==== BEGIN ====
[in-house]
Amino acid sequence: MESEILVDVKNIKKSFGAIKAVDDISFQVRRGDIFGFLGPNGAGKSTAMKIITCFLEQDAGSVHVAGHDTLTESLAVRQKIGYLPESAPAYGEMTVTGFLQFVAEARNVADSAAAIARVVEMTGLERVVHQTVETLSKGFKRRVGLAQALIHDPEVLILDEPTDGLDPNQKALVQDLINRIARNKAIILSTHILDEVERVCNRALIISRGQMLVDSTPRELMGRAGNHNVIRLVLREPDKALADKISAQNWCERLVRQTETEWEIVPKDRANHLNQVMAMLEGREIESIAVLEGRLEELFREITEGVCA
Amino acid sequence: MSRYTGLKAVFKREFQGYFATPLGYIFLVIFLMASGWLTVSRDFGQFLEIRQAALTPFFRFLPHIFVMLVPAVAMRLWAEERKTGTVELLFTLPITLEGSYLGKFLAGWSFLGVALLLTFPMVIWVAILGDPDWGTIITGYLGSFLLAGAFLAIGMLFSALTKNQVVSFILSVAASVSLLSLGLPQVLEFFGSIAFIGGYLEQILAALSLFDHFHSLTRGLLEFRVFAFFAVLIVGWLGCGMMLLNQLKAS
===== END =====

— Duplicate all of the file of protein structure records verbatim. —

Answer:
[in-house]
Amino acid sequence: MESEILVDVKNIKKSFGAIKAVDDISFQVRRGDIFGFLGPNGAGKSTAMKIITCFLEQDAGSVHVAGHDTLTESLAVRQKIGYLPESAPAYGEMTVTGFLQFVAEARNVADSAAAIARVVEMTGLERVVHQTVETLSKGFKRRVGLAQALIHDPEVLILDEPTDGLDPNQKALVQDLINRIARNKAIILSTHILDEVERVCNRALIISRGQMLVDSTPRELMGRAGNHNVIRLVLREPDKALADKISAQNWCERLVRQTETEWEIVPKDRANHLNQVMAMLEGREIESIAVLEGRLEELFREITEGVCA
Amino acid sequence: MSRYTGLKAVFKREFQGYFATPLGYIFLVIFLMASGWLTVSRDFGQFLEIRQAALTPFFRFLPHIFVMLVPAVAMRLWAEERKTGTVELLFTLPITLEGSYLGKFLAGWSFLGVALLLTFPMVIWVAILGDPDWGTIITGYLGSFLLAGAFLAIGMLFSALTKNQVVSFILSVAASVSLLSLGLPQVLEFFGSIAFIGGYLEQILAALSLFDHFHSLTRGLLEFRVFAFFAVLIVGWLGCGMMLLNQLKAS